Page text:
Hoods and Yakuza The Shared Myth of the American and Japanese Gangster Film.
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While there have been many studies of the Hollywood gangster film and others of the Japanese yakuza-eiga (gangster films), there have been very few which look in any detail at the relationship between the two traditions: indeed, most commentators maintain that the American and Japanese gangster films have little or no similarity. It is the purpose of this study to challenge the validity of this view by demonstrating that Hollywood and Japanese gangster films do indeed share common forms and functions. By adopting a theoretical framework which advocates a multifaceted approach to genre and narrative studies and also by exploring the question of hybridity in film, the study shows that there is, in fact, a commonality which underlies and unites the American and Japanese gangster film. The study centres on the analysis of a range of films from the ‘classic’ phases of both traditions—the pre-Code Hollywood cycle of the early-1930s and the ‘golden age’ yakuza films of the 1960s and 70s. It uses this analysis to propose a deep structure which incorporates elements of narrative, theme and an ideologically ambiguous function of social commentary. The study then goes on to test this deep structure against hybrid films made by American and Japanese filmmakers which draw on both traditions, and it concludes with the contention that Hollywood gangster films and yakuza-eiga share a mythology which revolves around the notion of code; that is, the personal code by which the gangster-hero lives and dies as well as the overarching code—an abiding set of principles or agreed rules of behaviour—that is accepted by the closed micro-society of the gang.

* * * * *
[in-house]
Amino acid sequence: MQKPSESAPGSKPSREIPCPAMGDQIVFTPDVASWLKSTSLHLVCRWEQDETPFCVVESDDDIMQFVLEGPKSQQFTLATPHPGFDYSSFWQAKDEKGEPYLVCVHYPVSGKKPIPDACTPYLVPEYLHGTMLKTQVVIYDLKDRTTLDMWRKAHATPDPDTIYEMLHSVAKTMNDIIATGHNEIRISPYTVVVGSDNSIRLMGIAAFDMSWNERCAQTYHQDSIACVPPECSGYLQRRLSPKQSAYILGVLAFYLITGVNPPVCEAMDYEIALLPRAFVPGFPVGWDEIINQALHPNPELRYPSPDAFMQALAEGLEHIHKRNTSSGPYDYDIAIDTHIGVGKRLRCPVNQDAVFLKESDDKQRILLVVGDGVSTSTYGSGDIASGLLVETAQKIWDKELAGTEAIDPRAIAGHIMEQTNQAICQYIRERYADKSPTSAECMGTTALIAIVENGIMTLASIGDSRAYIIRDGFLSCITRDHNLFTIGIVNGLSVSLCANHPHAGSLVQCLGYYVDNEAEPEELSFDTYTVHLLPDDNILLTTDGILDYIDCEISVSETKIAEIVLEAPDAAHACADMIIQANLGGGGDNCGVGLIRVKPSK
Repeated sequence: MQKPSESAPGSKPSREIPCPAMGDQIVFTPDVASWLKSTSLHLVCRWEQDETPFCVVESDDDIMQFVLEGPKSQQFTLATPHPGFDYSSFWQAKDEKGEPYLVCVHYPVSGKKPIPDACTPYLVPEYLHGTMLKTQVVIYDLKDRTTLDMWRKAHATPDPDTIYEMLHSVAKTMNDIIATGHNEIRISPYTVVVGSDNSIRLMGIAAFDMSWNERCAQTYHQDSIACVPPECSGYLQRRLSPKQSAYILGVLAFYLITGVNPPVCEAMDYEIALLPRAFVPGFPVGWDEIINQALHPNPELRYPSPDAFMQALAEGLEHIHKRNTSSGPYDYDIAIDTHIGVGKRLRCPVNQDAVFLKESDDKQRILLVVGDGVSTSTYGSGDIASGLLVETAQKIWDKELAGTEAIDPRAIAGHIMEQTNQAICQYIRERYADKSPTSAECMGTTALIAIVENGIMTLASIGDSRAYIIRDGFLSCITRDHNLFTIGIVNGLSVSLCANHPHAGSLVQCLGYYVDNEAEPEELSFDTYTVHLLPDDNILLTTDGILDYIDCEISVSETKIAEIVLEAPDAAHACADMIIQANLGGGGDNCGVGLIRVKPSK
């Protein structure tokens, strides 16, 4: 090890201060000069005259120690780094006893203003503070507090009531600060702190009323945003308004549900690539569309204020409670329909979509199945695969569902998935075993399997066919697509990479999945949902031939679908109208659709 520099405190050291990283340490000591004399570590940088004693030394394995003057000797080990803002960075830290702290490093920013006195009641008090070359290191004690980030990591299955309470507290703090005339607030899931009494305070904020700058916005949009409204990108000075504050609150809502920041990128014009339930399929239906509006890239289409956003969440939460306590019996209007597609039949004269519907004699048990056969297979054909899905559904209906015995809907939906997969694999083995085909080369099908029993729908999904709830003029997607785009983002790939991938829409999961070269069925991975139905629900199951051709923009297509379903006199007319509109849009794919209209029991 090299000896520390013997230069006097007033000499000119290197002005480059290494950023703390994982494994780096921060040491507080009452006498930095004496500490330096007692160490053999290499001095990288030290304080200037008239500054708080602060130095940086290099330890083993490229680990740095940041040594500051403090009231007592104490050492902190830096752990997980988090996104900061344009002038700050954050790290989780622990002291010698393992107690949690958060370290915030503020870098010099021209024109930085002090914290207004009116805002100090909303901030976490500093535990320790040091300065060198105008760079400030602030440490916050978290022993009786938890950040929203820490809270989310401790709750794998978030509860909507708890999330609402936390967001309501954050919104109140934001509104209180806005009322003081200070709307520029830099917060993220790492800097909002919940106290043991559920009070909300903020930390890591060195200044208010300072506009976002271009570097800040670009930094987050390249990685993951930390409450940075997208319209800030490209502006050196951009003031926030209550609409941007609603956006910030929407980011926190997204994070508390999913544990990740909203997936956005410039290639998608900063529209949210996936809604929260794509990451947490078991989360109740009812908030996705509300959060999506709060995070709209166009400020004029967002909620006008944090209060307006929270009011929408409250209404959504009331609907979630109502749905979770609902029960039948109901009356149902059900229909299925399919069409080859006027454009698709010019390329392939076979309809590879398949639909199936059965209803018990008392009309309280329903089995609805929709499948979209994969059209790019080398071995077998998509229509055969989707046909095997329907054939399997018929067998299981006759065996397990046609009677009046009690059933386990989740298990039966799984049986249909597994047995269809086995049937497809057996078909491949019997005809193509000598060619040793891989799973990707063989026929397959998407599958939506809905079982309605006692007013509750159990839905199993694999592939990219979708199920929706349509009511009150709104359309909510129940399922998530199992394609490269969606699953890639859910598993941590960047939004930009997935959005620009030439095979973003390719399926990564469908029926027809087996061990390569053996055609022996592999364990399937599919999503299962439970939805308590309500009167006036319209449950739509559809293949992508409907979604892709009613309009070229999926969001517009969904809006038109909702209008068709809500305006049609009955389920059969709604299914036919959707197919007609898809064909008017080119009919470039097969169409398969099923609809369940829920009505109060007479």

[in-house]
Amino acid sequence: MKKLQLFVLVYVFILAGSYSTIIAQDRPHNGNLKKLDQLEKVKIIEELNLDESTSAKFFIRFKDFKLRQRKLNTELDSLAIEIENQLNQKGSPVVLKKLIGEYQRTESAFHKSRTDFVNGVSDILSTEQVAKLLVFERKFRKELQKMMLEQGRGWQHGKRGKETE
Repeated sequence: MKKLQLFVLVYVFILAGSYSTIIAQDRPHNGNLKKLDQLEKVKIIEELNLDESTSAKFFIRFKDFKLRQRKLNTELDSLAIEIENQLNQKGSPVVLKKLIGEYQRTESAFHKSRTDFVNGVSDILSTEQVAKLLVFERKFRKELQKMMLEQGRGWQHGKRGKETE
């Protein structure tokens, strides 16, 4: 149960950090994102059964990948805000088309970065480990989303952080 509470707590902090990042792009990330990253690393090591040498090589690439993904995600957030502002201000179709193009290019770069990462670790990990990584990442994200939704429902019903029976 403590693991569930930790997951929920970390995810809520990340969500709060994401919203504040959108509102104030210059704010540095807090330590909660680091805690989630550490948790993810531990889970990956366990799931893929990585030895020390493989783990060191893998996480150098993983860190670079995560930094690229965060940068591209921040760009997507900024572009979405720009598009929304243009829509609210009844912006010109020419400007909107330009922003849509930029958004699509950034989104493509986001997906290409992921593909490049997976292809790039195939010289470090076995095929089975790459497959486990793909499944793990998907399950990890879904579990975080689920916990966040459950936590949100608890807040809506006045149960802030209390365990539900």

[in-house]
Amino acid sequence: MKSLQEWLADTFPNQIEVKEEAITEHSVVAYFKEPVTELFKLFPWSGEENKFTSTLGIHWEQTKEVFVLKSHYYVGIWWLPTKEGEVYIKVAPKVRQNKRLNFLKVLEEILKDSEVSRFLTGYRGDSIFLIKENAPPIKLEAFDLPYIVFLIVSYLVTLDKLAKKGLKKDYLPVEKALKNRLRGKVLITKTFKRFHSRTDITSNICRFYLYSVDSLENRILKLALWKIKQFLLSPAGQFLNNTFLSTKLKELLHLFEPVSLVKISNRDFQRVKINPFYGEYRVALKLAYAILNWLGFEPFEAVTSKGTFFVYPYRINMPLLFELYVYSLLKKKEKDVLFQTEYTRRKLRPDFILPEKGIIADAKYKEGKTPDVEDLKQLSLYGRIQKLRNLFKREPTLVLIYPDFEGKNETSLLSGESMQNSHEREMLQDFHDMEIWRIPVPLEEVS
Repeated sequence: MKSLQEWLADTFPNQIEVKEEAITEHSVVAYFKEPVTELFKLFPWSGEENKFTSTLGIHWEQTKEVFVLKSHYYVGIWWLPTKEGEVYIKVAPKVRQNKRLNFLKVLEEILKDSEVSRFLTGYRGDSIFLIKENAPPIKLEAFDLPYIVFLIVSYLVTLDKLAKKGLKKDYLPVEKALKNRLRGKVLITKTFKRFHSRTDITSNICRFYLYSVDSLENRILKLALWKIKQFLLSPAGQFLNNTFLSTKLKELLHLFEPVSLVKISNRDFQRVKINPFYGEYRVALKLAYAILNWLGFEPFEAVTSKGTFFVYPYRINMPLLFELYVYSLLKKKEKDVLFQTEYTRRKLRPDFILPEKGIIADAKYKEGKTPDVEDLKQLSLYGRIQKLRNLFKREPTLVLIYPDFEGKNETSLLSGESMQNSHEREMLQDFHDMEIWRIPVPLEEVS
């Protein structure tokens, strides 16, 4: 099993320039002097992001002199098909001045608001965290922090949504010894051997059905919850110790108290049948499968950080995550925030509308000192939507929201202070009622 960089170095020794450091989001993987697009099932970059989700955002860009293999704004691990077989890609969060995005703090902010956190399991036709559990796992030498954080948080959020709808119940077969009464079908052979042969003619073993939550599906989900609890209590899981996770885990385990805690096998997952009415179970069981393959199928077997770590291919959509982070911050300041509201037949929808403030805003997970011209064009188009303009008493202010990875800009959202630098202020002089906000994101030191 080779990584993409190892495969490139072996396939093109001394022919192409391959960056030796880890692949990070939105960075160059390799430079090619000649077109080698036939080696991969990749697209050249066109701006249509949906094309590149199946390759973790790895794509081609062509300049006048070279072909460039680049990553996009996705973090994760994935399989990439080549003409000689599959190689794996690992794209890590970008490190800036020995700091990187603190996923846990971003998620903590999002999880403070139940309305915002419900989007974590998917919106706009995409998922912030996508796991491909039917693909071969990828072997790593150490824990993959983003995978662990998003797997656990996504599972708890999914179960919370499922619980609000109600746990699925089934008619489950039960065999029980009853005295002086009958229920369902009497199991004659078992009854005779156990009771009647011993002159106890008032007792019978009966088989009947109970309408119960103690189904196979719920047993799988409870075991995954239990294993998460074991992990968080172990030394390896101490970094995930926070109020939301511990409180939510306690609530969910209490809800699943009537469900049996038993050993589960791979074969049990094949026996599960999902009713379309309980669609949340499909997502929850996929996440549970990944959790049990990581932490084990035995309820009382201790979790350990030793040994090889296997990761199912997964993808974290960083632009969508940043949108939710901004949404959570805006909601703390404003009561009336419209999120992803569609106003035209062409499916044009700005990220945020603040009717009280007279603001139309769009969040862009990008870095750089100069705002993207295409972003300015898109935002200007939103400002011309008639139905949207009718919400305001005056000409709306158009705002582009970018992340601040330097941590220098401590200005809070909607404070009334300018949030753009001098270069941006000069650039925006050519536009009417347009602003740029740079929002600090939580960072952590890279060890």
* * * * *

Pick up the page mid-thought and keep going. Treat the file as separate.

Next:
- Theses